Give homeless an alternative to begging


Editor: The question of what to do with the homeless begs another question; what do we want them to do besides panhandle downtown? If we chase them out of “illegal” campgrounds, where are they supposed to go? Those are not rhetorical questions, but rather ones that need serious answers.

If we had a safe shelter where the homeless could go, and a reliable source for meals, we could post signs downtown stating where these resources could be found by those needing them, and that handouts were not necessary for survival.

I suspect this would diminish the panhandling problem; begging need not be made illegal in order to make it unnecessary and not worth the effort.

Now, it is true that St. Francis house is available as a shelter for some of the homeless. But its resources are limited. And it is true that some progress is being made on a new homeless shelter; land has been acquired near 207, and limited construction has begun. A number of very dedicated people are working on this.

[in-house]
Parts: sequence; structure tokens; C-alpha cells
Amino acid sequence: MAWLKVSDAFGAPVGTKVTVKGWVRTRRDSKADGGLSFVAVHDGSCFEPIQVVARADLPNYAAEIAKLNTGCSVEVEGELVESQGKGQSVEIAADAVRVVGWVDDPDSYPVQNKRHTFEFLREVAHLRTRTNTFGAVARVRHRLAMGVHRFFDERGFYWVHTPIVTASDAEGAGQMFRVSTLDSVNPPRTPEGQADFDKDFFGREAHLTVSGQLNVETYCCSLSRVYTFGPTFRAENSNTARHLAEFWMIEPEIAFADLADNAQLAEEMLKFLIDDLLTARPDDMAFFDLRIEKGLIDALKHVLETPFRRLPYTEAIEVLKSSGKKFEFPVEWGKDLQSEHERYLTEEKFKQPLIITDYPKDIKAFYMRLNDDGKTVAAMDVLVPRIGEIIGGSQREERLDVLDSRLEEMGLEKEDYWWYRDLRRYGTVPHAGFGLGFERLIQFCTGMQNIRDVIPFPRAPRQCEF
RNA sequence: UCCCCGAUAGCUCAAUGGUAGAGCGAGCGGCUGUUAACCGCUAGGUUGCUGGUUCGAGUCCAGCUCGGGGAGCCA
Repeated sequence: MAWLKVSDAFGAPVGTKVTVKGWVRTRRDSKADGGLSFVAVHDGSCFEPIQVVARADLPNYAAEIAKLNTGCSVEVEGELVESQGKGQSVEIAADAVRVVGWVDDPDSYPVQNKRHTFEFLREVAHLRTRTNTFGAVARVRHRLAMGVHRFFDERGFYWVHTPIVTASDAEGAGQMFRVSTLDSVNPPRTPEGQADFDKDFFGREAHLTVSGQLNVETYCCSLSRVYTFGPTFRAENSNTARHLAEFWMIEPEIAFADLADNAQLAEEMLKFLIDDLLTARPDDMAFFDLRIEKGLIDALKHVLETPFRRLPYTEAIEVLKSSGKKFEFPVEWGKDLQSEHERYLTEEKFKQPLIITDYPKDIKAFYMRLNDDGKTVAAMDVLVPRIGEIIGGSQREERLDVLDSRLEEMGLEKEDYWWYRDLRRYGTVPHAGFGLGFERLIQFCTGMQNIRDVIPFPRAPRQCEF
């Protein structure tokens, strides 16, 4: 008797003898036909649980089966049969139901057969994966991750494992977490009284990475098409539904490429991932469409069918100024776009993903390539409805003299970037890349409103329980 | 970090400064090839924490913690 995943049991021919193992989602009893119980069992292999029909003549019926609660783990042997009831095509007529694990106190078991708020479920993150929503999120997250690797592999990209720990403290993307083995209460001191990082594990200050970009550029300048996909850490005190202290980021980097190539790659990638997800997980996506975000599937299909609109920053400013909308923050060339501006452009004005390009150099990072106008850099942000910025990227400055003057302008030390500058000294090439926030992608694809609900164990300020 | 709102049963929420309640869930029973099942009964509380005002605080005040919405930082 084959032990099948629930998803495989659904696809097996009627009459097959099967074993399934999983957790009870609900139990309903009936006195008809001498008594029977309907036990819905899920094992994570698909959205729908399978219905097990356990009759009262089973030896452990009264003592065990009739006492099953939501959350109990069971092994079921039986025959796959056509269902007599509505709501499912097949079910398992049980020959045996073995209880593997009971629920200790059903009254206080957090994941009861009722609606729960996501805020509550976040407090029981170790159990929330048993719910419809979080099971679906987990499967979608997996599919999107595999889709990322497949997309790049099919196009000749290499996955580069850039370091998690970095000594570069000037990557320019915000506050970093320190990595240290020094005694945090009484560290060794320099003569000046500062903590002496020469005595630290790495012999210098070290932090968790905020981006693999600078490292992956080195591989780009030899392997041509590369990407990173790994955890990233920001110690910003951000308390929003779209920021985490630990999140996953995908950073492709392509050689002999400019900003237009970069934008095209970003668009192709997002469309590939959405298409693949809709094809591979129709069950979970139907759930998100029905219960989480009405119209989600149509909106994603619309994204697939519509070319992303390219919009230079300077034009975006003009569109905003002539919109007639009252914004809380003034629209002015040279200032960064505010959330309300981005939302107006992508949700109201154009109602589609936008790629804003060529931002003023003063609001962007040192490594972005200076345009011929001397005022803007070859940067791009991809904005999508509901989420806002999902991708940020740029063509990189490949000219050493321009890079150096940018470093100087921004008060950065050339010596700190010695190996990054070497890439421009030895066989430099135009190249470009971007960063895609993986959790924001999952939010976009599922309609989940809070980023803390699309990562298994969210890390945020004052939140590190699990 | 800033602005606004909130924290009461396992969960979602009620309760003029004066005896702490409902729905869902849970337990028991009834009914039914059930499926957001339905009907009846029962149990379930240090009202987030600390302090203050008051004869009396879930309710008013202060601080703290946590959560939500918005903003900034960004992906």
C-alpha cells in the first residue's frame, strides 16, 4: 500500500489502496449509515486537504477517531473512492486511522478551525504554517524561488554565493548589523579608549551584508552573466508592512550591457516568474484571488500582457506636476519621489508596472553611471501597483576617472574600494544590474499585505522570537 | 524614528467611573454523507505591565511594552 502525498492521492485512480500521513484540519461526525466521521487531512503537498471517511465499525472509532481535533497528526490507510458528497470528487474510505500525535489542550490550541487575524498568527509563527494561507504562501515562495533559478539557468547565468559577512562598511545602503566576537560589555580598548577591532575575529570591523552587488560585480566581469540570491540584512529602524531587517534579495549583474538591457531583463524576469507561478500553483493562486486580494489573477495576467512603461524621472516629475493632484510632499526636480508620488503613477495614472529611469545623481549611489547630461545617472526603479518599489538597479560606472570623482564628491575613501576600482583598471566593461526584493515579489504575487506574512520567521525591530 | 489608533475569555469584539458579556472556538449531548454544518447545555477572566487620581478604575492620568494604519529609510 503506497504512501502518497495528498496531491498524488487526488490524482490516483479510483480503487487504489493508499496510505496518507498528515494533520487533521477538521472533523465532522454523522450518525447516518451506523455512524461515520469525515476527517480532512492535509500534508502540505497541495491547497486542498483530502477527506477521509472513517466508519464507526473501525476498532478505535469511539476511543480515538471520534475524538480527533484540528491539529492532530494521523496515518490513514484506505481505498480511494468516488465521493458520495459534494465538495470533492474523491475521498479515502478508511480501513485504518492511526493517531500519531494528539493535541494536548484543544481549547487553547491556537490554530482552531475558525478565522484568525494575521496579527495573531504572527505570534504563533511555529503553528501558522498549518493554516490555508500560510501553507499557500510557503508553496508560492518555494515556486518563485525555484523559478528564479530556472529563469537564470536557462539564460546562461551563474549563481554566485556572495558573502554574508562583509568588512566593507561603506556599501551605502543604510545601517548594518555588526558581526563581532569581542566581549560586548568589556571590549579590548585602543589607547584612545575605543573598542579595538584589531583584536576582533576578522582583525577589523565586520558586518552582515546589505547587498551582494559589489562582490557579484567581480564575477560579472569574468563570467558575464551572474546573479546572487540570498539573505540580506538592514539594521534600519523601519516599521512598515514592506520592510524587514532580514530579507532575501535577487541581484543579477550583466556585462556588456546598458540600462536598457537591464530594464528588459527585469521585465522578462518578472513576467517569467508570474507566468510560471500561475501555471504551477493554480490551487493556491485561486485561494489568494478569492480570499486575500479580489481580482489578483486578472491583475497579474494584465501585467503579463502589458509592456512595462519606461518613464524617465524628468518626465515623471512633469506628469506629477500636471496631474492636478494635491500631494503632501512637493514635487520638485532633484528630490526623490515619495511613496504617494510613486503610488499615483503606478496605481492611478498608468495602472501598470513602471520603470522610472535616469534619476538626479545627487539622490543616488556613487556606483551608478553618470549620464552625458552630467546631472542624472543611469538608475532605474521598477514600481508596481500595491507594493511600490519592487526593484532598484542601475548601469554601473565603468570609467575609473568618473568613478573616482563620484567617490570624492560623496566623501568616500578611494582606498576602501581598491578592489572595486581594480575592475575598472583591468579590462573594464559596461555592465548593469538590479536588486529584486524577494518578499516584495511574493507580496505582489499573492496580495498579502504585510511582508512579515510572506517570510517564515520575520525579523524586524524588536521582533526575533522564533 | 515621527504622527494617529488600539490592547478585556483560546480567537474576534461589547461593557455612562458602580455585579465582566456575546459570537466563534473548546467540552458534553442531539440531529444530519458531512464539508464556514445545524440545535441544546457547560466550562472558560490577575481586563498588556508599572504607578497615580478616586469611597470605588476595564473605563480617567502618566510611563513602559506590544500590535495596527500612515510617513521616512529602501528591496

But it is also true that progress has been slow, and that faster relief is needed. Our community needs to provide some help for the homeless between now and the time that the ideal facility will be finished. Money would of course help. But some changes to zoning and regulations might also be needed.

Shelter need not be elaborate. A tin barn-like structure could provide some relief from cold, rain and blazing sun. Even a legal place to set up tents could provide a major improvement. Restroom and shower facilities like those found in most campgrounds would be tremendously beneficial. A few add-ons like primitive heating, washing machines, etc. would be nice. It may be possible to set up such facilities on the land where the more permanent structure is being built.

Both compassion and self-interest argue for providing an alternative to panhandling that keeps the homeless from starving or dying from exposure.

Drew Sappington

St. Augustine